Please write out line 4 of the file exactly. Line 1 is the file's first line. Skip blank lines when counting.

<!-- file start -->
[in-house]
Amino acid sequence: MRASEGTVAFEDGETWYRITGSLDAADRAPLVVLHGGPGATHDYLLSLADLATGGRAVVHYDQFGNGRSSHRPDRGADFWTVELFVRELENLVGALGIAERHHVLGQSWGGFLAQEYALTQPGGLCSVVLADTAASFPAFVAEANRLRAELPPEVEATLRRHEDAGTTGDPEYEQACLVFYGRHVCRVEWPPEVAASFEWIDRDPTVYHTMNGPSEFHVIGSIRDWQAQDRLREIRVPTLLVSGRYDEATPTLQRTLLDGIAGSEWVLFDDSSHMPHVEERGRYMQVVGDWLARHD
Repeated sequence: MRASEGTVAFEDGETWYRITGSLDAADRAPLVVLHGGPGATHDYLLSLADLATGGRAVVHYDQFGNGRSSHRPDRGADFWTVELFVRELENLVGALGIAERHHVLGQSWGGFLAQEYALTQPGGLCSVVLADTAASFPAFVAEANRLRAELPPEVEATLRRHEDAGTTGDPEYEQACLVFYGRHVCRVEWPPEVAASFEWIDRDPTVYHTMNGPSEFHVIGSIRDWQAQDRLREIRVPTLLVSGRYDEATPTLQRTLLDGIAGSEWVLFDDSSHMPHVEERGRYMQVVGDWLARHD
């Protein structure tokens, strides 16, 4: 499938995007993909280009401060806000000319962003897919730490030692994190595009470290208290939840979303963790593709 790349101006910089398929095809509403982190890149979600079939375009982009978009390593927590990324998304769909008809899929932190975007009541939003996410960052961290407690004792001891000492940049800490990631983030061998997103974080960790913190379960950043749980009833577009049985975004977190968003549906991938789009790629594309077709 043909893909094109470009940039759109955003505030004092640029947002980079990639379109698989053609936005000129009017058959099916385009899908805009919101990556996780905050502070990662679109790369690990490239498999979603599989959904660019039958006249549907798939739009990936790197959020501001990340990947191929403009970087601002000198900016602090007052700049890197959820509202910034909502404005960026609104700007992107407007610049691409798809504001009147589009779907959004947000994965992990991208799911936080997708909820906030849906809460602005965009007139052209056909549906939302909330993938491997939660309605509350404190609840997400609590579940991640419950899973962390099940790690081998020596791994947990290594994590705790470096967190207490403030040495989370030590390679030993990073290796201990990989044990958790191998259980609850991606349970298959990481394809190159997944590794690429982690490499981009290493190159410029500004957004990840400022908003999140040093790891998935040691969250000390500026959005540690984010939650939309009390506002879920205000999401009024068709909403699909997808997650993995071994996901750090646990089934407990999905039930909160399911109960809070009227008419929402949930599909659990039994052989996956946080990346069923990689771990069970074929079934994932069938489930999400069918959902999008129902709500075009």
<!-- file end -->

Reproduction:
């Protein structure tokens, strides 16, 4: 499938995007993909280009401060806000000319962003897919730490030692994190595009470290208290939840979303963790593709 790349101006910089398929095809509403982190890149979600079939375009982009978009390593927590990324998304769909008809899929932190975007009541939003996410960052961290407690004792001891000492940049800490990631983030061998997103974080960790913190379960950043749980009833577009049985975004977190968003549906991938789009790629594309077709 043909893909094109470009940039759109955003505030004092640029947002980079990639379109698989053609936005000129009017058959099916385009899908805009919101990556996780905050502070990662679109790369690990490239498999979603599989959904660019039958006249549907798939739009990936790197959020501001990340990947191929403009970087601002000198900016602090007052700049890197959820509202910034909502404005960026609104700007992107407007610049691409798809504001009147589009779907959004947000994965992990991208799911936080997708909820906030849906809460602005965009007139052209056909549906939302909330993938491997939660309605509350404190609840997400609590579940991640419950899973962390099940790690081998020596791994947990290594994590705790470096967190207490403030040495989370030590390679030993990073290796201990990989044990958790191998259980609850991606349970298959990481394809190159997944590794690429982690490499981009290493190159410029500004957004990840400022908003999140040093790891998935040691969250000390500026959005540690984010939650939309009390506002879920205000999401009024068709909403699909997808997650993995071994996901750090646990089934407990999905039930909160399911109960809070009227008419929402949930599909659990039994052989996956946080990346069923990689771990069970074929079934994932069938489930999400069918959902999008129902709500075009």